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SBOMs: Essential for Embedded Systems too!

Kate Stewart - Watch Now - Duration: 56:13

SBOMs: Essential for Embedded Systems too!
Kate Stewart
With the recent focus on improving Cybersecurity, the expectation that a Software Bill of Materials (SBOM) can be produced, is becoming the norm. Having a clear understanding of the software running on an embedded system, especially in safety critical applications, like medical devices, energy infrastructure, etc. has become essential. Regulatory authorities have recognized this and are starting to expect it as a condition for engagement. Safety critical certifications require this level of information already, it just needs to be shared in a standard format so others can do better risk management and vulnerability analysis, as well. This talk will provide an overview of the emerging regulatory landscape, as well as examples of how SBOMs are already being generated today for embedded systems by open source projects such as Zephyr, Yocto and others.
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No comments or questions yet. Will you be the one who will break the ice?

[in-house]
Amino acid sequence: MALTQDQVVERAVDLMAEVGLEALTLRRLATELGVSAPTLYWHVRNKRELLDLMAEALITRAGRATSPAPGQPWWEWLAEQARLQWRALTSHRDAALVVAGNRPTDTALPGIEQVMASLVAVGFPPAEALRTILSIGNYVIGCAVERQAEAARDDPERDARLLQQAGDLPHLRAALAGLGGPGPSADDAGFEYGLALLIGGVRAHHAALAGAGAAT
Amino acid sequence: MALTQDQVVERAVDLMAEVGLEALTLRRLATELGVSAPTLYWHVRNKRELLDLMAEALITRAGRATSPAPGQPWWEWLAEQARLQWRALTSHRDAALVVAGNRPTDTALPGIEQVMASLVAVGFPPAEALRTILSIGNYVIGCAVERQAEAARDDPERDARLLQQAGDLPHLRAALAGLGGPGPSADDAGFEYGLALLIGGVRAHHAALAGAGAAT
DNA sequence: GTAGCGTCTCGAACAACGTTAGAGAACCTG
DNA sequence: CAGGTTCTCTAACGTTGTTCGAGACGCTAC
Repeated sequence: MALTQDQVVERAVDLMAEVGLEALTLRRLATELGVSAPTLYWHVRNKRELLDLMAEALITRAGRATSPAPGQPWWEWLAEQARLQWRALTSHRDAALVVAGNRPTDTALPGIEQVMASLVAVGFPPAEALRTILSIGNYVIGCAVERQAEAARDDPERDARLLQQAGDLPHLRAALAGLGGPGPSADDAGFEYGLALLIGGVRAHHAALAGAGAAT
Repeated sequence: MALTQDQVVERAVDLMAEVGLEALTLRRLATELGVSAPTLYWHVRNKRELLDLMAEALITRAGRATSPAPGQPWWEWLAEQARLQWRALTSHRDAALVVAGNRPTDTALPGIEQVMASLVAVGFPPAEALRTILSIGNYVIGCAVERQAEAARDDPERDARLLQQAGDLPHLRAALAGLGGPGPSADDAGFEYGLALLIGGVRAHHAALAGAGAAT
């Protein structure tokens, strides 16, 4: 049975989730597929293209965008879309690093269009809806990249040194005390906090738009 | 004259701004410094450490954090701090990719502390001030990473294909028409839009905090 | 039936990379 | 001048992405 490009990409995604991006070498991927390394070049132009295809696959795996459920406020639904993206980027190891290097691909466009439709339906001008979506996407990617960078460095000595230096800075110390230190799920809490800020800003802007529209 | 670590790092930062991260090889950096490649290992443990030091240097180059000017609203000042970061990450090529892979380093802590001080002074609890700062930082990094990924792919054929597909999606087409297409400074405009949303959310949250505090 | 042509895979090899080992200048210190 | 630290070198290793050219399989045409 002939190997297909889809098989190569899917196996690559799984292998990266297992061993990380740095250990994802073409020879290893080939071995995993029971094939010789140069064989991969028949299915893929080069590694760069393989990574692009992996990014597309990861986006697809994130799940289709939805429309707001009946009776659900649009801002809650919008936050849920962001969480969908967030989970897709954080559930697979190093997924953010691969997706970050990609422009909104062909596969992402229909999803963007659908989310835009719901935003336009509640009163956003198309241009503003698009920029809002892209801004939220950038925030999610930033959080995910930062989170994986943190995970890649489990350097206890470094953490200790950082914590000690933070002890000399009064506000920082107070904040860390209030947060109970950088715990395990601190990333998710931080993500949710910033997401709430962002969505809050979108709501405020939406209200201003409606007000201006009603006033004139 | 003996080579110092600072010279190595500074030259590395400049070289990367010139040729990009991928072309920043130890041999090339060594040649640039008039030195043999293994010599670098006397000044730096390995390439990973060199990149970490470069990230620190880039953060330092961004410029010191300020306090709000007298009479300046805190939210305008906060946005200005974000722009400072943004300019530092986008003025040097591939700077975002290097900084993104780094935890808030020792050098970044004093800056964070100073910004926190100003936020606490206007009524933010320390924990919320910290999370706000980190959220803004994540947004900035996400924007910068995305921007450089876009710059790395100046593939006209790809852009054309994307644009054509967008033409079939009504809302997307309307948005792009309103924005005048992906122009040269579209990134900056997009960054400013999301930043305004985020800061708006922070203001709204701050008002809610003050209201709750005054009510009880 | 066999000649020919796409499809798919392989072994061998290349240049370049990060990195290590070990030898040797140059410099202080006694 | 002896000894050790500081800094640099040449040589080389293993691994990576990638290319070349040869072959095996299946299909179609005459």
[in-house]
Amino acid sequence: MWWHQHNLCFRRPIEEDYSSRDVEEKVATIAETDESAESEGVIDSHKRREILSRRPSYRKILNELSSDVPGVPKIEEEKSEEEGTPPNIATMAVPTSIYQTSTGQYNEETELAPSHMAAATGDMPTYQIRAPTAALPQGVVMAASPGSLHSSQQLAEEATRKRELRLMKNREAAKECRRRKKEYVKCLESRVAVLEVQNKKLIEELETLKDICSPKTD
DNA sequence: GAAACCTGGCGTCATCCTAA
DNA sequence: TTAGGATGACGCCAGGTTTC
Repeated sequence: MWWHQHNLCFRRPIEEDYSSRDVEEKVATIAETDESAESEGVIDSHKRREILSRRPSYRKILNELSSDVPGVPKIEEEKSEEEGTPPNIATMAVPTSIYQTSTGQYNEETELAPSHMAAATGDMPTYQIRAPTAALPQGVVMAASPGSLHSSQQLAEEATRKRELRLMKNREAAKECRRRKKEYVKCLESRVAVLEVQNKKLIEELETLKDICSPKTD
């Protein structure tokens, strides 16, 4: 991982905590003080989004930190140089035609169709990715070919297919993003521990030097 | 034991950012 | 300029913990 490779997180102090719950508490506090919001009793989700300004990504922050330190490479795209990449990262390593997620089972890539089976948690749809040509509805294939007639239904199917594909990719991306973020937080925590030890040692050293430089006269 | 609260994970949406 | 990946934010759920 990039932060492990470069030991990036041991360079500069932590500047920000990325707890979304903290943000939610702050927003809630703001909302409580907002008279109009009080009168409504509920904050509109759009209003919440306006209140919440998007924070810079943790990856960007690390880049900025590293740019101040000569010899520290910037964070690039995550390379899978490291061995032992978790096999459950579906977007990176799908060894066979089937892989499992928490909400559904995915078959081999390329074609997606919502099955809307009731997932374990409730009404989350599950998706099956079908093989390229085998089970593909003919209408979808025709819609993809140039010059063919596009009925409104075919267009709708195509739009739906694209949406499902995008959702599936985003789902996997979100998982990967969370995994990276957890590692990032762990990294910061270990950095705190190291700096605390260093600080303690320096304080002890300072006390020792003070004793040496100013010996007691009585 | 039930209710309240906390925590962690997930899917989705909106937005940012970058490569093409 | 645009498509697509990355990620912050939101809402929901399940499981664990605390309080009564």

09:44:53	 From Nathan O. : Does software supply chain also include script and software used by the developpers during development phases only ?
09:45:37	 From Phil Kasiecki : I'm looking forward to checking out the Zephyr Developer Summit as I'm intrigued by Zephyr (and that began with your excellent presentation at this event last year)
09:45:42	 From Patrick Little : Is there a recommended approach when using vendor specific toolchains like iAR or Keil?
09:46:52	 From Leandro Pérez : I tried start with Zephyr on the ESP32... However I have many problems to set the enviroment to compile it :( I don't continue with it… What advise can you give me?
09:47:18	 From Nathan O. : Is there any easily accessible tools for building SBOM for projects that don't use either Zephyr nor Yocto ?
09:48:26	 From Leandro Pérez : Thanks Kate
09:57:04	 From Al Anway : There are recent horror stories of package authors sabotaging their components which then break hundreds or thousands of downstream projects.

I've been evaluating different Linux distributions and have been concerned about the danger of allowing the installed distro to update itself.  How can users know whether it's safe to allow this?  Is there SBOM adoption among distro authors and how do we find out for a given distro?
09:57:54	 From Michael Kirkhart : I believe this has mainly occurred in the node.js ecosystem.
09:58:24	 From Leandro Pérez : All is connected now je je
10:00:08	 From Leandro Pérez : Sure Katen… Thanks
10:00:15	 From Nathan O. : Thanks !